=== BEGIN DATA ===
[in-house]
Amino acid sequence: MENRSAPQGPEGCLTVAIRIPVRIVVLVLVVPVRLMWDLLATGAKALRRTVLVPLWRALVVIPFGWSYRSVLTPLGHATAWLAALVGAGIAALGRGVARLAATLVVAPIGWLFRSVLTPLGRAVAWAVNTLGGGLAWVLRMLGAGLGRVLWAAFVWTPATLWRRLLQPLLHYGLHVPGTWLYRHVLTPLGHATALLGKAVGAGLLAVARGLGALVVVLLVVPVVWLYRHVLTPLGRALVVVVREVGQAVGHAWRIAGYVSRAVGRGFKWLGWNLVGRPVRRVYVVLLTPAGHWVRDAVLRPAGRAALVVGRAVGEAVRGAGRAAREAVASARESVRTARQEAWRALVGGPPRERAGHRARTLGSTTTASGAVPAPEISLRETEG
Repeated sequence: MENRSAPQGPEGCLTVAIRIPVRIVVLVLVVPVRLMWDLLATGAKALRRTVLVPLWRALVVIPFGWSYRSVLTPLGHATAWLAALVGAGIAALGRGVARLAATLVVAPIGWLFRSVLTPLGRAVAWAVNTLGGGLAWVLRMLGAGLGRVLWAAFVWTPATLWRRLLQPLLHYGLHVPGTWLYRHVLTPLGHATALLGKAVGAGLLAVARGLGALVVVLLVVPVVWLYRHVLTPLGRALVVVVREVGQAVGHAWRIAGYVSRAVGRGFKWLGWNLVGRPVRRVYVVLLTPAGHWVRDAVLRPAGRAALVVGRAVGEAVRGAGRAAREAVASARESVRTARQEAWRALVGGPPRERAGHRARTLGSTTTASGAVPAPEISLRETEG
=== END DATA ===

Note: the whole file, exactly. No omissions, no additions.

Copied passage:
[in-house]
Amino acid sequence: MENRSAPQGPEGCLTVAIRIPVRIVVLVLVVPVRLMWDLLATGAKALRRTVLVPLWRALVVIPFGWSYRSVLTPLGHATAWLAALVGAGIAALGRGVARLAATLVVAPIGWLFRSVLTPLGRAVAWAVNTLGGGLAWVLRMLGAGLGRVLWAAFVWTPATLWRRLLQPLLHYGLHVPGTWLYRHVLTPLGHATALLGKAVGAGLLAVARGLGALVVVLLVVPVVWLYRHVLTPLGRALVVVVREVGQAVGHAWRIAGYVSRAVGRGFKWLGWNLVGRPVRRVYVVLLTPAGHWVRDAVLRPAGRAALVVGRAVGEAVRGAGRAAREAVASARESVRTARQEAWRALVGGPPRERAGHRARTLGSTTTASGAVPAPEISLRETEG
Repeated sequence: MENRSAPQGPEGCLTVAIRIPVRIVVLVLVVPVRLMWDLLATGAKALRRTVLVPLWRALVVIPFGWSYRSVLTPLGHATAWLAALVGAGIAALGRGVARLAATLVVAPIGWLFRSVLTPLGRAVAWAVNTLGGGLAWVLRMLGAGLGRVLWAAFVWTPATLWRRLLQPLLHYGLHVPGTWLYRHVLTPLGHATALLGKAVGAGLLAVARGLGALVVVLLVVPVVWLYRHVLTPLGRALVVVVREVGQAVGHAWRIAGYVSRAVGRGFKWLGWNLVGRPVRRVYVVLLTPAGHWVRDAVLRPAGRAALVVGRAVGEAVRGAGRAAREAVASARESVRTARQEAWRALVGGPPRERAGHRARTLGSTTTASGAVPAPEISLRETEG